Voting is a fundamental right of every citizen, and it is essential that all eligible voters have the opportunity to cast their ballots. In San Diego County, if your name is not on the voter list at your polling place, you have the right to vote with a provisional ballot. Provisional ballots provide a fail-safe mechanism for voters whose eligibility to vote is uncertain due to a clerical error. This article provides an overview of the process for verifying provisional ballots in San Diego County elections.
The first step in the process is to complete the vote-by-mail ballot request included on your sample ballot. Your county election official will mail this to you before each election. Alternatively, you can download and complete an online vote-by-mail application. Election officials process applications 29-7 days before the election.
You can request a vote-by-mail ballot more than 29 days before the election, but no less than 7 days in advance. If you vote by mail for the first time and did not provide your driver's license number, California identification number, or the last 4 digits of your Social Security number on your registration application, you must provide a photocopy of the old identification with your vote-by-mail request. Other forms of identification include a recent utility bill, the county election information guide you received from your county elections office, or any other document from a government agency (such as your passport, driver's license, student ID, etc.). If your identification cannot be verified, your vote-by-mail ballot will not be opened. If you want to request a vote-by-mail ballot 7 days before the election, you'll need to apply in person at your county elections office. Your county elections office may allow you to submit requests over the phone; just call to see if your office allows requests over the phone.
For information on federal campaign contributions, visit Open Secrets. For information on contributions to state campaigns, visit your local election board. Information on candidates and local, state, and federal bills may be available at Voter's Edge. Once your county election official processes your request, your ballot will be sent to you. After you have voted, insert your ballot into the envelope provided, making sure to complete all of the information required on the envelope.
You can return your vote-by-mail ballot by mailing it to your county elections official; returning it in person to a voting center or to your county elections office on election day; or authorizing anyone to return the ballot on your behalf. Voters can call or text 844-338-8743 at any time to contact the VoteRiders voter identification helpline. Official results are never available on election day. Election officials work around the clock to count an unprecedented number of ballots, and it's essential that they take the time to ensure that every vote is counted. Mail-in ballots that arrive late and provisional ballots will be counted over the following days and weeks.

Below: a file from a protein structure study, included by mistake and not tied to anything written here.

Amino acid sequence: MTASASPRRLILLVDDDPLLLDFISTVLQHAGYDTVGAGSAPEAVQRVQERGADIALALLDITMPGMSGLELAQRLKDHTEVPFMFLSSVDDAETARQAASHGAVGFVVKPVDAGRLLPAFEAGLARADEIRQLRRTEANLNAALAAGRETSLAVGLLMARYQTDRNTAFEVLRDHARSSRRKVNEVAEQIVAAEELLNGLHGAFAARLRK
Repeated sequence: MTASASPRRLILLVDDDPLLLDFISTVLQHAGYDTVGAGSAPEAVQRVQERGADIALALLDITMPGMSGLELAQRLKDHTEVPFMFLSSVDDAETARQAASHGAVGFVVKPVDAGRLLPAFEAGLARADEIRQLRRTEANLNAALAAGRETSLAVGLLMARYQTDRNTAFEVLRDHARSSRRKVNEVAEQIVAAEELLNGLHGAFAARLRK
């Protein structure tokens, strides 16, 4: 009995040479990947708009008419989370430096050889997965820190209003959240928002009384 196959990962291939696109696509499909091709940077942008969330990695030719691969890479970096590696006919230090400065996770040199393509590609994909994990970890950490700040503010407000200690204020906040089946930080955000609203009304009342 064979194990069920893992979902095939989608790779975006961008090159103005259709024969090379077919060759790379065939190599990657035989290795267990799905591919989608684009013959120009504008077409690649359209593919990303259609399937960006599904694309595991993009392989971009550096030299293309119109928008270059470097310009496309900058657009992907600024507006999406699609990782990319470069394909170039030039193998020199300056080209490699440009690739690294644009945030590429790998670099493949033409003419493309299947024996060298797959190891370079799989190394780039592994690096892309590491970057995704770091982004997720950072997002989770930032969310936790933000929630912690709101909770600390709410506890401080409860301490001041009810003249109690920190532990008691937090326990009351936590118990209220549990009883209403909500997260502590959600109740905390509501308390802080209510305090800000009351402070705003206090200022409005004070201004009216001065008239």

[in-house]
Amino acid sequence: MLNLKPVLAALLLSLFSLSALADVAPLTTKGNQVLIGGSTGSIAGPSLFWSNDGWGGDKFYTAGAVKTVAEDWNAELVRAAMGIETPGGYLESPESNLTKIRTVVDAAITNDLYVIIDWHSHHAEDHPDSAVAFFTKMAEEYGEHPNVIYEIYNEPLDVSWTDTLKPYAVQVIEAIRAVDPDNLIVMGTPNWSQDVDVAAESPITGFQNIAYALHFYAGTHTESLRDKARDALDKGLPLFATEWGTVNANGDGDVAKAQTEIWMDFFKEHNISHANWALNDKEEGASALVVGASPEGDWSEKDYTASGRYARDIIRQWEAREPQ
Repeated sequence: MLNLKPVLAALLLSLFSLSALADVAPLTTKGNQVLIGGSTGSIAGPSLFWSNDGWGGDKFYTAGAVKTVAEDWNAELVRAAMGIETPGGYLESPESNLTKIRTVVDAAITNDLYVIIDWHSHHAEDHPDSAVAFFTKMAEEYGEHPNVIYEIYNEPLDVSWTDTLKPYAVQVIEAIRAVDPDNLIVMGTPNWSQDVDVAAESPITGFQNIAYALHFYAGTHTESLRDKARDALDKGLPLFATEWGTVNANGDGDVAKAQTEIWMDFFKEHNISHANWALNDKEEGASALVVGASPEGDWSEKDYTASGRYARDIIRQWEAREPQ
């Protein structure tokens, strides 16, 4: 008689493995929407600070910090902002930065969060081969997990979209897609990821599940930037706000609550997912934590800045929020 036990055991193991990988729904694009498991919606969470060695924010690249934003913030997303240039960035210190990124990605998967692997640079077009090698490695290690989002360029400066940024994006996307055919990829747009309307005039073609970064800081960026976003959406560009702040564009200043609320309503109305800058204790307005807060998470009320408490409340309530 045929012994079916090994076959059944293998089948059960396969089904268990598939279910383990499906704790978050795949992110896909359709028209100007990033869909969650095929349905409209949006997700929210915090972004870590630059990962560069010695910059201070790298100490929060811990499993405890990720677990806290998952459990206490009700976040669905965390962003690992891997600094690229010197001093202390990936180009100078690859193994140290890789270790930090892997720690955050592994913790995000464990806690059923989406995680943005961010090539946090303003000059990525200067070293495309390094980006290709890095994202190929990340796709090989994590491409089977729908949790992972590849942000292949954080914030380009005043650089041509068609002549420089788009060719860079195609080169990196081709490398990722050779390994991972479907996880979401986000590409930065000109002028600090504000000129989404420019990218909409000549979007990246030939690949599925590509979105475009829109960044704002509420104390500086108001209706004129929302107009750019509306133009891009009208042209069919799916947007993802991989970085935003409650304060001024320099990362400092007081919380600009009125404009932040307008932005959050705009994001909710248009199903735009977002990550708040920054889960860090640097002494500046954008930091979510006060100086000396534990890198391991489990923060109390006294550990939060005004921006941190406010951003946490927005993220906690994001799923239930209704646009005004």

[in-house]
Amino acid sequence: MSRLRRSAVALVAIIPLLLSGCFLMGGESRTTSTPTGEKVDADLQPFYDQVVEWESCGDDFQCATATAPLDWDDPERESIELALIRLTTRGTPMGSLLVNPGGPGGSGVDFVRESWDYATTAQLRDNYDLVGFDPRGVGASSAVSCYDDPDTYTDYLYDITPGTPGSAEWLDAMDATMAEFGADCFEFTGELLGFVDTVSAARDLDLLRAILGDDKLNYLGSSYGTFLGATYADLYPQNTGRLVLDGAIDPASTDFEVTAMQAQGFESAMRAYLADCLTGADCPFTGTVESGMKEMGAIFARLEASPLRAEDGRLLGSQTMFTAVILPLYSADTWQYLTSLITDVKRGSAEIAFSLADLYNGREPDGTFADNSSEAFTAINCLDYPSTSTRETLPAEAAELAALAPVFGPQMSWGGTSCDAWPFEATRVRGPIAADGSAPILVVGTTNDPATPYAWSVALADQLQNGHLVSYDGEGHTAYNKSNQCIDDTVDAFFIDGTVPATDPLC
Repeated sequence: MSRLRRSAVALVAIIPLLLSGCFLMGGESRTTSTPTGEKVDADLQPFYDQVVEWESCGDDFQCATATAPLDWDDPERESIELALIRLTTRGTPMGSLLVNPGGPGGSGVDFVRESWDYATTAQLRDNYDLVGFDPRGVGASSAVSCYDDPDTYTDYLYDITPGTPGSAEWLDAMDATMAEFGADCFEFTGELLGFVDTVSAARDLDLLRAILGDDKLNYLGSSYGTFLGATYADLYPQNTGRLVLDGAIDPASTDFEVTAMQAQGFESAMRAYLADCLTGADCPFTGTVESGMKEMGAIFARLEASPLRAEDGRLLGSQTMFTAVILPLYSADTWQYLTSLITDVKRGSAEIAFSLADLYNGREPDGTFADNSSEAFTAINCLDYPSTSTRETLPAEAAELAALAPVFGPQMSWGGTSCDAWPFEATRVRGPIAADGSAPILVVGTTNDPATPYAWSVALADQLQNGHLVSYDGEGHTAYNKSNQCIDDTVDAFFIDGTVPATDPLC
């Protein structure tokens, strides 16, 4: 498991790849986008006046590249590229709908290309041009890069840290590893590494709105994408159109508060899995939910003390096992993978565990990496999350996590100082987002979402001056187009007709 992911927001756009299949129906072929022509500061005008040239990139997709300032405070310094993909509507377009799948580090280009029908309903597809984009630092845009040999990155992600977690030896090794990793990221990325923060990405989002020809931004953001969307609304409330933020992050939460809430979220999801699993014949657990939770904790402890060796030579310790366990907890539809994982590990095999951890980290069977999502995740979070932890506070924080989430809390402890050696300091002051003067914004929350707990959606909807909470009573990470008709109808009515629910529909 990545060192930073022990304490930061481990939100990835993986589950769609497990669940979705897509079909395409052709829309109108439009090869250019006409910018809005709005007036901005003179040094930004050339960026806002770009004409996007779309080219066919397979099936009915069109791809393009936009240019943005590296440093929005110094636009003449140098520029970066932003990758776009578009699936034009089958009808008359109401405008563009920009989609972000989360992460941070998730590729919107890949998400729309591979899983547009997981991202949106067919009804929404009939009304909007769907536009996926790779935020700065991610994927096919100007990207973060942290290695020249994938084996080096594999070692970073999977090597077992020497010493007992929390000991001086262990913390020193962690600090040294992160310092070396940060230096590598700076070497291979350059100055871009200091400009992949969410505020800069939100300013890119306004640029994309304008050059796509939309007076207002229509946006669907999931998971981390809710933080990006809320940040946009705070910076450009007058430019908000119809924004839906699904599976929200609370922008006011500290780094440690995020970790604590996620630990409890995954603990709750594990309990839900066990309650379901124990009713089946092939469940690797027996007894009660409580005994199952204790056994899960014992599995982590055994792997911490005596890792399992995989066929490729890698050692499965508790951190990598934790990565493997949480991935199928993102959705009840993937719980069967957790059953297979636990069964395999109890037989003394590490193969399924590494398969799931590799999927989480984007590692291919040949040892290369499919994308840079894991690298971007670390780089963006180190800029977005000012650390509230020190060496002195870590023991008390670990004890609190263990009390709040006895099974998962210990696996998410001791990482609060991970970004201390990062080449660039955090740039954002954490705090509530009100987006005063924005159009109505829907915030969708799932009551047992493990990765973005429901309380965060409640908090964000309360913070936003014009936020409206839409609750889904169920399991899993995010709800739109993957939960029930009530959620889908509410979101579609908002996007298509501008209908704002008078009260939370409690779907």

The official election results will be posted on the California Secretary of State website as they become available.
Primary ElectionsIn California's primary elections, all candidates appear on the same ballot and all candidates are listed with their party affiliation. The two main candidates that get the most votes in each race, regardless of their party, will go to the general elections. If you have any questions about your state's primary elections, contact your local election officials.
Verifying Provisional BallotsProvisional ballots are counted no later than the Thursday after the election until it is completed. For more information on provisional voting and information on how to track your provisional ballot, visit your Secretary of State's website.
Voting with DisabilitiesThere are many ways that voters with disabilities can vote.
This allows them to park as close to the voting area as possible. Election officials will bring them all the voting material they need to vote, either on the sidewalk or in their car. Be sure to check if curbside voting is available at your voting center or voting center by contacting your county elections office. Contact your county elections office for details on accessible voting machines in your area.
For more information, you can use the resource of the American Association of People with Disabilities (AAPD).
Time Off for VotingPublic and private employers must give employees time off to vote, unless the employee has two hours of non-work time available to vote or the employee does not vote. Employers may require employees to notify in advance that they will need additional time off to vote. Employers may require that time off be taken at the beginning or end of the employee's shift.
Voting MachinesThe voting machine systems used in California are optical scanning and Direct Recording Electronic (DRE). Some of these devices will show all candidates and ballot options on a large screen.
Often, with these big screen devices, you press a button next to the name of the candidate you want to vote for (or yes or no on a bill). In other DREs, the screen is configured to show pages. On every screen or page, there will probably be one thing to vote for. For example, on a screen or page, you can vote for president then go to next page for senator. Often these small-screen devices have a touchscreen where you tap next to name of person you want to vote for or have keyboard so you type name of person you want to vote for and let system know finished voting by pressing button touching screen or entering something on keyboard.